Visiting Gondol and Pemuteran – two field trips that couldn’t be more different
When you visit Bali for vacation, it is naturally that you will choose to see what interests and pleases you the most. But when you get to study in Bali, and especially learn about its environment, you should also see places, that you wouldn’t visit in the first place. In order to understand different aspects of tropical biology, we went to visit three projects that are located only a couple of kilometers apart, but couldn’t be more different.
Shrimp farming and water management
Thursday early morning, last week. We drove a good 4 hours to get to Sanggalangit, a village in Buleleng. We visited a local shrimp farm that was managed and maintained by a local family. The students did learn about different aspects of Marine Pollution during their lectures at Udayana and also during their field trips. But they were not sure what to expect to learn from a shrimp farm, as none of them had ever seen an aquaculture farm before.
We were guided by the oldest son of the family. There were 5 ponds, each of them containing shrimps in different growth stages. We have learned about different aspects of water management in the shrimp farm such as water quality, water treatment and waste water. We were not surprised that antibiotic usage is still very common for the cultivation of shrimps, however, there was no indication whether these antibiotics where used as a preventative measure or as a treatment of a diagnosed bacterial disease. In addition, waste water was directly discharged into the bay. There are actually several innovative systems that could help to recycle the nutrient of the aquaculture wastewater and it definitely should be elaborated to which extend these are applicable in Bali. So, within a very short time we already had collected the main pros and cons of this shrimp farm:
We have learned that despite the positive effects shrimp farming has on the coastal communities, there are indications to an adverse effect on the coastal marine environment.
Mariculture in Bali and Marine Pollution
After lunch we headed to our next stop The Gondol Research Institute for Mariculture, located just a few kilometers to the west. The institute is known on an international level and visited by many professionals and researchers on a regular basis. The core focus is on the cultivation, and the increase of its efficiency, of several marine species such as grouper, coral trout, yellow fin tuna, abalone and a few more. As our focus of visit was not the research exactly, but more on having a look at the waste water management, we went more or less to the backyard of the buildings to investigate the drains of the seed production buildings. Algae had grown within the drains, an indicator of nutrients in the waste water. We had been looking for any kind of filtration systems to recycle the nutrients before the water is discharged into the bay, but the only tanks we could find where used to process the incoming sea water.
Nutrient pollution from mariculture and aquaculture, also known as eutrophication, is a serious pollution threat to the ocean*, and should be part of the research in this center. Also the waste water of this institute had a noticeable effect on the health of the bay according to the locals in this area. However, our guide couldn’t inform us about the exact extent of this pollution in the area.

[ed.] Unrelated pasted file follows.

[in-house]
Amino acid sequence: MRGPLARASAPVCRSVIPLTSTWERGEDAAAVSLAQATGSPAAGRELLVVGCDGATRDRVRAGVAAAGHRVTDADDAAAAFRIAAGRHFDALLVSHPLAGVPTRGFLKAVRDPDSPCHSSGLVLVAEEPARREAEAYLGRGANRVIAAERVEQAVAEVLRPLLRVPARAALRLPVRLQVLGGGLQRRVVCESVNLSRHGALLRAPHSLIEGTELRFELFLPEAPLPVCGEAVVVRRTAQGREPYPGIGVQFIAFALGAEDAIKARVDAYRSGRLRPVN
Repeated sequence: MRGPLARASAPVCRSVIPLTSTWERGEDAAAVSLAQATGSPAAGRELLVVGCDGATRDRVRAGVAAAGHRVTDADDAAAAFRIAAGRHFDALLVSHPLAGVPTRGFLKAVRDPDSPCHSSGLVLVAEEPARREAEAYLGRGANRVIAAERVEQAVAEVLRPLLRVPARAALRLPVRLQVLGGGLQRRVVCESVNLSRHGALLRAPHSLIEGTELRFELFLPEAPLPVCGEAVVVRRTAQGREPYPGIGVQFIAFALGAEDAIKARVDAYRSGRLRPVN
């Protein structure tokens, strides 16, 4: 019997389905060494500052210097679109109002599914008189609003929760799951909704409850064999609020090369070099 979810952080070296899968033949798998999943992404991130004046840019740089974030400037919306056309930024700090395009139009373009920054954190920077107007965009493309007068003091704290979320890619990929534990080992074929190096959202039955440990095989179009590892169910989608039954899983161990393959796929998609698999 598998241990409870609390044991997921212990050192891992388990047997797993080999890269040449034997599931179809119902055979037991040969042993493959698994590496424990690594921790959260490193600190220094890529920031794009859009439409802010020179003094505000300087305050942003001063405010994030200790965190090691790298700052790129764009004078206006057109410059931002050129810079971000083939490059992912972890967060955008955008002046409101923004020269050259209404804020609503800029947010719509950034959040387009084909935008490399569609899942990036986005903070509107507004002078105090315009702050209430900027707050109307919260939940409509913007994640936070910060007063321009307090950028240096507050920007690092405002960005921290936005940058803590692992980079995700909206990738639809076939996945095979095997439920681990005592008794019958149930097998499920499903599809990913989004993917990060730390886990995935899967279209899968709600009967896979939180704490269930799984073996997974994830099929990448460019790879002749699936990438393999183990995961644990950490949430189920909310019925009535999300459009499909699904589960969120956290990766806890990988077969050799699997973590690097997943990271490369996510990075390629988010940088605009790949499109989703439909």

Mariculture and aquaculture in general provide a major source of food to a growing population in Asia, as well as provide economic benefit for an area, that usually only relies on traditional fishing or tourism. But as we have learned during our field visit, it may also harm the marine life of the coastal area seeing that the waste water of the farms is discharged in the marine waters without any filtration. How sustainable aquaculture or mariculture practices in Bali are will be discussed in the next lectures on “Marine Pollution” based on the findings of our field visits.
Growing corals in North Bali
The next day we drove only 7km further from Gondol to visit the Biorock, who have been creating a vivid underwater life at Pemuteran bay. Just back in the year 2000 there has been nothing but a sand bottom in the bay, before the local community started to cooperate with Professor Wolf Hilbertz and Dr. Tom Goreau. The community agreed to make the area a pilot project for their coral reef restoration technology. A decision that not only benefited the economic situation of the area, but also the environment. With more and more artificial reef structures led into the water, a colorful coral reef grew, new fish species started to show up and so did the dive tourists. The area began to flourish both above and under water.
Sadly, 70% of the corals bleached to an increased water temperature in 2015, but is now starting to recover with the help of a dedicated team and local community on site. Is it sustainable? Yes, as long as they keep on working on more environmentally friendly ways to generate energy for the reef structures. And yes, as long as tourism practices do not interfere with the growth of a coral reef.
These two field trips show that studying Biology in Bali does not only mean to see how beautiful the biodiversity is in the tropics. It also means to see and understand other uses of biology that are not primarily focused on conserving nature.
*Wu RSS (1999): Eutrophication, Water Borne Pathogens and Xenobiotic Compounds: Environmental Risks and Challenges; Marine Pollution Bulletin 39, p. 11-22